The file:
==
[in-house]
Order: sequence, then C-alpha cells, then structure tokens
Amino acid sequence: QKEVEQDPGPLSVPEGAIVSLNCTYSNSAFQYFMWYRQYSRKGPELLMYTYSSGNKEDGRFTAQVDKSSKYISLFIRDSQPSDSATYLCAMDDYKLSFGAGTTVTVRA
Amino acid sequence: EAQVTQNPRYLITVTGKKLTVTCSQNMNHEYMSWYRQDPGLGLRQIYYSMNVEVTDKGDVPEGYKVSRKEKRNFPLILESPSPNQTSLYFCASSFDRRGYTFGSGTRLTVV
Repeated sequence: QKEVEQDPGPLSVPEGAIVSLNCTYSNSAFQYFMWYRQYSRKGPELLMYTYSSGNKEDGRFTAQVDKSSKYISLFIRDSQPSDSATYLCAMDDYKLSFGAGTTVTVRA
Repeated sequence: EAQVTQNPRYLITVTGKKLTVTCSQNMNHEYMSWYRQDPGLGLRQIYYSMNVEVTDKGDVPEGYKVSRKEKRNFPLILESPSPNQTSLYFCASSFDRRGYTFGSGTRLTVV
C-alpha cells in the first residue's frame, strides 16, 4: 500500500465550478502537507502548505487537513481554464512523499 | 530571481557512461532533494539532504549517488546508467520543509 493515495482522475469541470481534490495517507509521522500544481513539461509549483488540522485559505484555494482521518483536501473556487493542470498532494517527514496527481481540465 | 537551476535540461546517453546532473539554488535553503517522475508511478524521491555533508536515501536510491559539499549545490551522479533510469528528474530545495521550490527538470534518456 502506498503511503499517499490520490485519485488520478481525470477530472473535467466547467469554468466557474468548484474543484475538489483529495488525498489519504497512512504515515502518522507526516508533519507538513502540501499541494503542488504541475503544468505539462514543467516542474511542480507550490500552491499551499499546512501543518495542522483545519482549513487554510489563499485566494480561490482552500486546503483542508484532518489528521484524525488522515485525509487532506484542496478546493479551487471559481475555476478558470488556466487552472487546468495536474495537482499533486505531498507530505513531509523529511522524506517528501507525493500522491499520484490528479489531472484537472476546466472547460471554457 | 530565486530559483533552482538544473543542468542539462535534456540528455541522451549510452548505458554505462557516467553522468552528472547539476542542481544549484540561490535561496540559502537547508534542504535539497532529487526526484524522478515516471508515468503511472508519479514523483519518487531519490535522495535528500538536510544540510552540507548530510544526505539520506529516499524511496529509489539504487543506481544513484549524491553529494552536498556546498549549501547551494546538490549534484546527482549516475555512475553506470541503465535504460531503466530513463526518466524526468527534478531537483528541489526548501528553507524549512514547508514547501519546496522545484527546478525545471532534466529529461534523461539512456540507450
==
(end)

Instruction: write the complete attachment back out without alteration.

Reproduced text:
[in-house]
Order: sequence, then C-alpha cells, then structure tokens
Amino acid sequence: QKEVEQDPGPLSVPEGAIVSLNCTYSNSAFQYFMWYRQYSRKGPELLMYTYSSGNKEDGRFTAQVDKSSKYISLFIRDSQPSDSATYLCAMDDYKLSFGAGTTVTVRA
Amino acid sequence: EAQVTQNPRYLITVTGKKLTVTCSQNMNHEYMSWYRQDPGLGLRQIYYSMNVEVTDKGDVPEGYKVSRKEKRNFPLILESPSPNQTSLYFCASSFDRRGYTFGSGTRLTVV
Repeated sequence: QKEVEQDPGPLSVPEGAIVSLNCTYSNSAFQYFMWYRQYSRKGPELLMYTYSSGNKEDGRFTAQVDKSSKYISLFIRDSQPSDSATYLCAMDDYKLSFGAGTTVTVRA
Repeated sequence: EAQVTQNPRYLITVTGKKLTVTCSQNMNHEYMSWYRQDPGLGLRQIYYSMNVEVTDKGDVPEGYKVSRKEKRNFPLILESPSPNQTSLYFCASSFDRRGYTFGSGTRLTVV
C-alpha cells in the first residue's frame, strides 16, 4: 500500500465550478502537507502548505487537513481554464512523499 | 530571481557512461532533494539532504549517488546508467520543509 493515495482522475469541470481534490495517507509521522500544481513539461509549483488540522485559505484555494482521518483536501473556487493542470498532494517527514496527481481540465 | 537551476535540461546517453546532473539554488535553503517522475508511478524521491555533508536515501536510491559539499549545490551522479533510469528528474530545495521550490527538470534518456 502506498503511503499517499490520490485519485488520478481525470477530472473535467466547467469554468466557474468548484474543484475538489483529495488525498489519504497512512504515515502518522507526516508533519507538513502540501499541494503542488504541475503544468505539462514543467516542474511542480507550490500552491499551499499546512501543518495542522483545519482549513487554510489563499485566494480561490482552500486546503483542508484532518489528521484524525488522515485525509487532506484542496478546493479551487471559481475555476478558470488556466487552472487546468495536474495537482499533486505531498507530505513531509523529511522524506517528501507525493500522491499520484490528479489531472484537472476546466472547460471554457 | 530565486530559483533552482538544473543542468542539462535534456540528455541522451549510452548505458554505462557516467553522468552528472547539476542542481544549484540561490535561496540559502537547508534542504535539497532529487526526484524522478515516471508515468503511472508519479514523483519518487531519490535522495535528500538536510544540510552540507548530510544526505539520506529516499524511496529509489539504487543506481544513484549524491553529494552536498556546498549549501547551494546538490549534484546527482549516475555512475553506470541503465535504460531503466530513463526518466524526468527534478531537483528541489526548501528553507524549512514547508514547501519546496522545484527546478525545471532534466529529461534523461539512456540507450